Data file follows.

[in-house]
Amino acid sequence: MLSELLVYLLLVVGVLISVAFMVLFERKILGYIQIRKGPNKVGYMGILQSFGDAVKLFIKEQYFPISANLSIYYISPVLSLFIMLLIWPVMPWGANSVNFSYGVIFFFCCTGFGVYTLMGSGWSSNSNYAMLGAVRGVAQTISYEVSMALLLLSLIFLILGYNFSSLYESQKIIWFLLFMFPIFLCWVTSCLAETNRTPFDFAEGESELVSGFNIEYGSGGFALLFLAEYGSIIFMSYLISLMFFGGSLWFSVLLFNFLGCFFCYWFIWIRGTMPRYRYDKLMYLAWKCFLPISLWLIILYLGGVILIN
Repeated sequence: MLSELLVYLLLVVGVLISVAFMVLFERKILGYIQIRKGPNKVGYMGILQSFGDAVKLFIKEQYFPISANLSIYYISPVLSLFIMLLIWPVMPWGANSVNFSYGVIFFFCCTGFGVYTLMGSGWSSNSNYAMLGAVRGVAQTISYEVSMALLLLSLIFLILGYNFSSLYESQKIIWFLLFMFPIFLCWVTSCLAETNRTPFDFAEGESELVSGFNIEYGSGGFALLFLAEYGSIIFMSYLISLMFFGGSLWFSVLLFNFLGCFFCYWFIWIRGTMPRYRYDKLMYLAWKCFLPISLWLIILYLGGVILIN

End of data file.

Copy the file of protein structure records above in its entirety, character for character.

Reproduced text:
[in-house]
Amino acid sequence: MLSELLVYLLLVVGVLISVAFMVLFERKILGYIQIRKGPNKVGYMGILQSFGDAVKLFIKEQYFPISANLSIYYISPVLSLFIMLLIWPVMPWGANSVNFSYGVIFFFCCTGFGVYTLMGSGWSSNSNYAMLGAVRGVAQTISYEVSMALLLLSLIFLILGYNFSSLYESQKIIWFLLFMFPIFLCWVTSCLAETNRTPFDFAEGESELVSGFNIEYGSGGFALLFLAEYGSIIFMSYLISLMFFGGSLWFSVLLFNFLGCFFCYWFIWIRGTMPRYRYDKLMYLAWKCFLPISLWLIILYLGGVILIN
Repeated sequence: MLSELLVYLLLVVGVLISVAFMVLFERKILGYIQIRKGPNKVGYMGILQSFGDAVKLFIKEQYFPISANLSIYYISPVLSLFIMLLIWPVMPWGANSVNFSYGVIFFFCCTGFGVYTLMGSGWSSNSNYAMLGAVRGVAQTISYEVSMALLLLSLIFLILGYNFSSLYESQKIIWFLLFMFPIFLCWVTSCLAETNRTPFDFAEGESELVSGFNIEYGSGGFALLFLAEYGSIIFMSYLISLMFFGGSLWFSVLLFNFLGCFFCYWFIWIRGTMPRYRYDKLMYLAWKCFLPISLWLIILYLGGVILIN